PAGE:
Apple pushing back against South Korea's App Store payment law

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Apple has reportedly told South Korea lawmakers that it is already compliant with a law that requires it to accept alternative payment methods in the App Store, setting up a new anti-trust conflict within the country.

The Korea Communications Commission (KCC) is in charge of enforcing compliance with the new App Store payment law. While Google says that it plans to comply in full with the law, including the adoption of third-party payment systems, Apple appears to be resisting it, saying that there is nothing that it needs to change.

The report by Reuters on Friday morning cites an official inside the KCC, saying that Apple's claim "goes against the purpose of the amended law." The official requested anonymity, as Apple is apparently still in discussion with the KCC about compliance.

Should talks fail, the KCC is likely to launch a new anti-trust investigation against Apple. The group's most common remedy is fines applied to businesses found in violation of the laws and regulations.

An anti-trust attorney in South Korea sees a rough road ahead for Apple if it does not comply with the spirit of the law, despite the company believing it is adhering to the letter of it.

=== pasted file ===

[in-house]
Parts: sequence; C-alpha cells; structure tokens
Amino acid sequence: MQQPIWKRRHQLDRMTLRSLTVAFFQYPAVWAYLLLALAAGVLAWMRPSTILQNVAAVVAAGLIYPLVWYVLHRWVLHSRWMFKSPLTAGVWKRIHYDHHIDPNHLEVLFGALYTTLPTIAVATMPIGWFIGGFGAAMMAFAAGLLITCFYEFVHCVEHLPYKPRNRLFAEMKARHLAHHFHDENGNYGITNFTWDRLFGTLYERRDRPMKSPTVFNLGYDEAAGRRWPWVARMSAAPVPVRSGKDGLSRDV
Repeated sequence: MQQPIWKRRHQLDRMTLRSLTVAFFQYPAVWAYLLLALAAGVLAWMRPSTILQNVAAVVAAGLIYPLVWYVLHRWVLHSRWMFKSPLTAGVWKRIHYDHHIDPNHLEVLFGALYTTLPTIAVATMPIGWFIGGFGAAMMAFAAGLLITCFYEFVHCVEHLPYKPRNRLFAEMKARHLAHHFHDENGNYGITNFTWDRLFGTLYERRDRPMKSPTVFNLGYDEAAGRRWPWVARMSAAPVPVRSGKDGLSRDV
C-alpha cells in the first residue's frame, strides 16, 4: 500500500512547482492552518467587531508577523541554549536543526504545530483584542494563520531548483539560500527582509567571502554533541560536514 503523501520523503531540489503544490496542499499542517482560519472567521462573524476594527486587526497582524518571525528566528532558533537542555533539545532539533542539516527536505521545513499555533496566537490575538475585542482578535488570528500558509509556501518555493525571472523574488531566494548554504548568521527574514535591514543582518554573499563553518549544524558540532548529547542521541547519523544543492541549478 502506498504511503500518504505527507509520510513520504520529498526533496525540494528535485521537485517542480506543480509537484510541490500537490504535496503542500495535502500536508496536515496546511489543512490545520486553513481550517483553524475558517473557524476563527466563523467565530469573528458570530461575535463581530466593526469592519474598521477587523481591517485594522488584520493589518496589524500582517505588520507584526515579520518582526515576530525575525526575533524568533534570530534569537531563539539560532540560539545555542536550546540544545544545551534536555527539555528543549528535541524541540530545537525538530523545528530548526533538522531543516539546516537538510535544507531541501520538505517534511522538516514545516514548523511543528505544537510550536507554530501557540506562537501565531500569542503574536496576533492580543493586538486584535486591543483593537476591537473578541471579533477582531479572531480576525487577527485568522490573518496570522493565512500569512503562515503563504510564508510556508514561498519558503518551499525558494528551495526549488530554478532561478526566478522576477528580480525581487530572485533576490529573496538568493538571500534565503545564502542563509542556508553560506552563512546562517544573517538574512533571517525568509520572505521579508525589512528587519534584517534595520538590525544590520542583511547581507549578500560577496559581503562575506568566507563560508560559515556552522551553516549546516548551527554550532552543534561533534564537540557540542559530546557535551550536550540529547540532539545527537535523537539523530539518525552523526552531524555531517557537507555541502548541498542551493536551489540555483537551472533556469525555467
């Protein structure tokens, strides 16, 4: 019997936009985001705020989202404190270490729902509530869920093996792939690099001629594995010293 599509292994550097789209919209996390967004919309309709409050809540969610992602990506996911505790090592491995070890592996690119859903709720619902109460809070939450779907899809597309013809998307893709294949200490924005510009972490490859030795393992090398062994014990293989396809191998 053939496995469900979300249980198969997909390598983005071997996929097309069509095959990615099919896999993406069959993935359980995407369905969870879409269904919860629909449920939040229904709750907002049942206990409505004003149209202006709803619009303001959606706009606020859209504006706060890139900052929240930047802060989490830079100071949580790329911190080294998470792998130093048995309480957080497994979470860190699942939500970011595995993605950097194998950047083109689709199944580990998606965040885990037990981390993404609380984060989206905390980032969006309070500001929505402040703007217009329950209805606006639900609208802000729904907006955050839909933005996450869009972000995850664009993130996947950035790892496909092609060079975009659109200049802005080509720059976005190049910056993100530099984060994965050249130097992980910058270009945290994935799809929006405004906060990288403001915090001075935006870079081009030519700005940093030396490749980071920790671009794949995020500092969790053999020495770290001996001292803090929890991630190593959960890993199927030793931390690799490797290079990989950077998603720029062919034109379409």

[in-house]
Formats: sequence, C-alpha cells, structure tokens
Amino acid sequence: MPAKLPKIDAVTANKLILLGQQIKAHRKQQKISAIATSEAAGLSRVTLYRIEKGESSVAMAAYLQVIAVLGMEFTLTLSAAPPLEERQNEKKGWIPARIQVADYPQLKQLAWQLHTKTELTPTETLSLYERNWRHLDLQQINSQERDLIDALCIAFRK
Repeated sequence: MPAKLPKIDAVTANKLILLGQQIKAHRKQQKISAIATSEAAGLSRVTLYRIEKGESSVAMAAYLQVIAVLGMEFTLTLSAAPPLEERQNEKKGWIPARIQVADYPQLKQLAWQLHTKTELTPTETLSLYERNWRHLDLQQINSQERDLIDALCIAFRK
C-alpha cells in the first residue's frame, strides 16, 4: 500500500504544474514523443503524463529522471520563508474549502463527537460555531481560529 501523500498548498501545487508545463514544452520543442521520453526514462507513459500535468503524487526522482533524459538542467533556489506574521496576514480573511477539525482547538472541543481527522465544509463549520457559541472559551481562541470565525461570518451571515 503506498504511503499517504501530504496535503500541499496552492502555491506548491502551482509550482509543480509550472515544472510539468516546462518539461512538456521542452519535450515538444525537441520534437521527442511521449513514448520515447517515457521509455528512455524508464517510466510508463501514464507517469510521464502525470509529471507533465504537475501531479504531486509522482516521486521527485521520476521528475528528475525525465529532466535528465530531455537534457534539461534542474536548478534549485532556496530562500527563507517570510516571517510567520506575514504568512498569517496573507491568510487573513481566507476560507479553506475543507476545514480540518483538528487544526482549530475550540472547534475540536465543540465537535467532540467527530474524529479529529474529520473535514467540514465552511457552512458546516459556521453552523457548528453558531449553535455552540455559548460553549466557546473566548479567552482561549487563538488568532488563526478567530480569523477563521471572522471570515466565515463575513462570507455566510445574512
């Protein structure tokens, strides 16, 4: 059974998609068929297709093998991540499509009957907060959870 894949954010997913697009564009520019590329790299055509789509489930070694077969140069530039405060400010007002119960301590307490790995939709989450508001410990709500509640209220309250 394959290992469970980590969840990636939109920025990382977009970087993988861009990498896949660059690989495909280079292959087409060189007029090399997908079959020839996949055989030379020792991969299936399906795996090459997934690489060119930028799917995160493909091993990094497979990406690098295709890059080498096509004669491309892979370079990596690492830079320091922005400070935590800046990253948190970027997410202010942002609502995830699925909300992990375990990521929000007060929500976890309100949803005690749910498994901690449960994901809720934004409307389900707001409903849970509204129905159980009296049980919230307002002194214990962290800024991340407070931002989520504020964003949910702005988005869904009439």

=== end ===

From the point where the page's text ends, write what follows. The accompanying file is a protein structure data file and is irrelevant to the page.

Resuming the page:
"Differences between Apple and Google in willingness to give ground may be because Apple controls everything from hardware to operating system (OS) to app market to payment system," antitrust lawyer Jung Jong-chae told Reuters. "[Apple] has more to lose if its dominance breaks on any front, which could lead to calls for openness on other fronts."

The law, which was dubbed the "Anti-Google law" by local media, bans both Apple and Google from forcing developers to utilize first-party payment systems for in-app purchases. Additionally, the amendment to existing laws places prohibitions on app store rules that force exclusivity to one app store or another.

Korea's new legislation represents the first successful effort by a major government to force app store owners to allow alternative payments. While the Korean action is not expected to significantly impact either company's bottom lines, remarkably similar laws are under consideration in the U.S. and other countries — which may have a larger financial impact when the totality of all of them are considered.

Apple has previously argued that the legislation puts the safety and security of App Store customers in jeopardy.

"The proposed Telecommunications Business Act will put users who purchase digital goods from other sources at risk of fraud, undermine their privacy protections, make it difficult to manage their purchases, and features like 'Ask to Buy' and Parental Controls will become less effective," Apple said after the bill sailed through South Korea's parliament in September.